Making babies possible
New fertility clinic offers high-tech treatments
When Dr. J. Ricardo Loret de Mola headed the MacDonald Fertility and In Vitro Fertilization Program at Case Western Reserve University in Cleveland, he treated couples from around the globe.
“People will go to the end of the world for a baby,” he says. “People will not stop until they’ve explored every avenue out there.”
Loret de Mola expects to see a similar crowd at the new Southern Illinois University Fertility and IVF Center, where he now works with two other faculty physicians and three senior laboratory staff members to provide patients with cutting-edge treatments and procedures.
According to SIU, one in every nine couples of childbearing age has trouble conceiving. As awareness of infertility spreads, thanks in part to popular media, Loret de Mola says, more couples seek help. The center, located at the SIU Clinics/Moy Building, could treat as many as 1,000 patients in its first year.
Dr. Gary Horowitz, the center’s medical director; Dr. Mary Ellen McAsey, the laboratory director; and Loret de Mola, the practice director, have experience in opening other IVF centers around the country.
“The conclusion of our experiences, all of the mistakes made, and the things that
didn’t work right — it was all considered here,” Loret de Mola says. “We made sure we got the best facility we could get.”
Operating inside a school of medicine that has protocols to ensure patient safety puts them at an advantage, he explains. There’s a multidisciplinary group of doctors such as endocrinologists, cardiologists and gynecologists available in one space to provide everything a patient needs to take a baby home.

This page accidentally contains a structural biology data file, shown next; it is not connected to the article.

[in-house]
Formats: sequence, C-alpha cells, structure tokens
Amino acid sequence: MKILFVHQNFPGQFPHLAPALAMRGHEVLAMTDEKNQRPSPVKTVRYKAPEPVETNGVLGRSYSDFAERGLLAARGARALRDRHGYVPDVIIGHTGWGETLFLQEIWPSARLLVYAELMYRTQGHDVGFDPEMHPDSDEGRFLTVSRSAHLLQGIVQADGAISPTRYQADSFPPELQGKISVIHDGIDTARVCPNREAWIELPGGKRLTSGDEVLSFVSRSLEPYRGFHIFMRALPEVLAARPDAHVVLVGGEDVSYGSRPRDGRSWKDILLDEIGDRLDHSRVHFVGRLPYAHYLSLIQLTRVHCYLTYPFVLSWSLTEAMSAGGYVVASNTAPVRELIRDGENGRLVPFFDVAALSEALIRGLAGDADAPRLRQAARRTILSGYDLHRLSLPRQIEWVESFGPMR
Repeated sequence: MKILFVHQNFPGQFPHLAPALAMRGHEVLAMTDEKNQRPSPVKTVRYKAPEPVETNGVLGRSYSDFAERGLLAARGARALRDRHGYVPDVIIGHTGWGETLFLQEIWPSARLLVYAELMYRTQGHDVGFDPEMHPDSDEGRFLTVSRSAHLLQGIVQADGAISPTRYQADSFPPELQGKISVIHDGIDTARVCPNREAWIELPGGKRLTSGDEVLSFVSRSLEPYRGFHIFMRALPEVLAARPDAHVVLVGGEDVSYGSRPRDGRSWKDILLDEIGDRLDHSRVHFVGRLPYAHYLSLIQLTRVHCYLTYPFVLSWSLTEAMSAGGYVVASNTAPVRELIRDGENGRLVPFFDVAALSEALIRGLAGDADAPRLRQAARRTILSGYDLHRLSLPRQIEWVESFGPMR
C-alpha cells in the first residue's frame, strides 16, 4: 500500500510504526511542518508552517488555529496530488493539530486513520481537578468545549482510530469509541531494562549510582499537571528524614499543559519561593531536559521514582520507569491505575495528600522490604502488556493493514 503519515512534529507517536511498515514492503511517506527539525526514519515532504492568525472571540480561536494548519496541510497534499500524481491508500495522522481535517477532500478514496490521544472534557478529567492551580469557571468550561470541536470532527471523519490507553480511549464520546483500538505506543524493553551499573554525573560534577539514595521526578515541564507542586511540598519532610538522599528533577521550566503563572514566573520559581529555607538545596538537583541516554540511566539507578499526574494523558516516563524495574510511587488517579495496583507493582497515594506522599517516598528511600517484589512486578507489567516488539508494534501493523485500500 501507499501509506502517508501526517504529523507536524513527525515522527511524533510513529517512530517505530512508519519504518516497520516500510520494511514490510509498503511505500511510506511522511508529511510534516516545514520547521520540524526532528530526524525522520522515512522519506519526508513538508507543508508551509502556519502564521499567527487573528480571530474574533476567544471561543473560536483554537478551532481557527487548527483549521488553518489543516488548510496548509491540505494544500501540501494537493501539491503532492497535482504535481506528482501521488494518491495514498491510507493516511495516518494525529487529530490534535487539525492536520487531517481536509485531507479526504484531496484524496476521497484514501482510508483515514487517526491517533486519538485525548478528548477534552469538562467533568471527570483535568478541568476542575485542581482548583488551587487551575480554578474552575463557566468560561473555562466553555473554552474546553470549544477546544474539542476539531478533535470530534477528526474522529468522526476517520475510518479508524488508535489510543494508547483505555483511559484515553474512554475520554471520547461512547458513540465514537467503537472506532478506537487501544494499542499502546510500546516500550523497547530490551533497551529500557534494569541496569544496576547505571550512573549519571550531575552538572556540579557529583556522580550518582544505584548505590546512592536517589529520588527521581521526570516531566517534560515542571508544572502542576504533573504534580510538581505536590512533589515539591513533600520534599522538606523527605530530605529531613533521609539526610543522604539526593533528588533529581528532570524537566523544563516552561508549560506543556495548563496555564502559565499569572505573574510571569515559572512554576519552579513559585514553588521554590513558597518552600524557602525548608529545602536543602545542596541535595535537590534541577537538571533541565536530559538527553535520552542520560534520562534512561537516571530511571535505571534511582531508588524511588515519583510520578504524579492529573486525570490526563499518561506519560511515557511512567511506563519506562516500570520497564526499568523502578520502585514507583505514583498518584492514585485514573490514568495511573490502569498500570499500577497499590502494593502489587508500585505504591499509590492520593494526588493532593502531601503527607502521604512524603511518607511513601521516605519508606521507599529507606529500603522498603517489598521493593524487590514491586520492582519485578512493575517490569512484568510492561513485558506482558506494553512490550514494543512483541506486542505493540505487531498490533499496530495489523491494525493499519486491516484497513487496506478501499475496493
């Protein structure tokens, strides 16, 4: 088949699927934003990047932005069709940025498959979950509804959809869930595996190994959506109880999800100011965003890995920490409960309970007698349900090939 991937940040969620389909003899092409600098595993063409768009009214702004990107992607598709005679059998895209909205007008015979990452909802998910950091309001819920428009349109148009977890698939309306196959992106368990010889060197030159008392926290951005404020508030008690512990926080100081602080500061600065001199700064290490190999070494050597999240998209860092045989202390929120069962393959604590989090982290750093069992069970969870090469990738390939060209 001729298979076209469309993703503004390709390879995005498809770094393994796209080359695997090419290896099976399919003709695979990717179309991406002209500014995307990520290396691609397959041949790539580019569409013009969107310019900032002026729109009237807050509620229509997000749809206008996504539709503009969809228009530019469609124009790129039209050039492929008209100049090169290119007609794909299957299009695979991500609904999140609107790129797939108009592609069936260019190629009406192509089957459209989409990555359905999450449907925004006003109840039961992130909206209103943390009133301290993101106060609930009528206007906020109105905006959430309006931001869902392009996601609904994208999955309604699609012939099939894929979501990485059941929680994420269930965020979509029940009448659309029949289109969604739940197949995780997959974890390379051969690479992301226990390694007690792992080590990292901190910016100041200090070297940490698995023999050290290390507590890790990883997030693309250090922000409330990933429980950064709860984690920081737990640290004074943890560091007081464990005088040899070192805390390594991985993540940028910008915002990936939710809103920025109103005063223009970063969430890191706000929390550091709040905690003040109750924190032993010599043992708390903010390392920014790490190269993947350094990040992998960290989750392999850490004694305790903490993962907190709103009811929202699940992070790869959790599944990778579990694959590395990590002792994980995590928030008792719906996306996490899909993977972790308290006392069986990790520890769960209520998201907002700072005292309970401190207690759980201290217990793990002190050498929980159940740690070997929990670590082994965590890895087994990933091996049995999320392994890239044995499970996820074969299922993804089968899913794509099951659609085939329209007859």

Its ability to treat male and female patients under one roof also sets the SIU Fertility and IVF Center apart from others. Dr. Tobias Kohler, the chief of the male infertility/urology division in the surgery department, didn’t even know it was possible to merge the two departments, Loret de Mola says.
Non-toxic adhesives and paints were used during construction to ensure embryo safety. Stainless steel and stone products without chemicals were chosen and the center was provided with its own ventilation system. The SIU Fertility and IVF Center became the first in the country to install a LED lighting system that emits light with special, non-toxic wavelengths.
Loret de Mola says that upon inspection, the center was awarded a Class 1000, or near-clean room status. It’s one of only 10-to-15 facilities in the nation to receive the award, designating it cleaner than the standard for hospital operating rooms.
Even though clinic processes are normally closed to patients, SIU doctors took a new approach. They implemented a unique digital software program that tags and monitors all samples and tissues. They also set up a video screening system in rooms and laboratories, enabling patients to watch staff members manipulate their embryos.
“It’s about transparency,” Loret de Mola says. “The patient is assured of who sees the embryos and how often.”
The SIU Fertility and IVF Center offers treatments unique to central Illinois, including intracytoplasmic sperm injection. During this procedure a man’s single sperm is injected directly into a single egg. Another option, diagnostic and therapeutic testicular biopsy, allows laboratory staff to dissect a sample of testicular matter to locate sperm. Sperm can then be analyzed individually using computer equipment and placed with an egg.
The center also becomes the first in the area to use robotic surgery for women’s urology and gynecology procedures like tubal reversal, resulting in greater precision, less blood loss and a quicker recovery time. Egg donation and surrogacy programs will become available in the future, Loret de Mola says.
In addition to all of the center’s firsts, there’s an added bonus for its doctors and its patients: mandated health insurance coverage for fertility treatment. The state law, enacted in 2004, makes Illinois one of only 13 states to offer coverage.
“We are going to be able to touch the lives of more people than we did in our old practices,” Loret de Mola says. “People came in, we would talk to them, the diagnosis and treatment was clear, but then they said they couldn’t afford it.
“To have the state to back us up, we’re very fortunate.”
Contact Amanda Robert at email@example.com.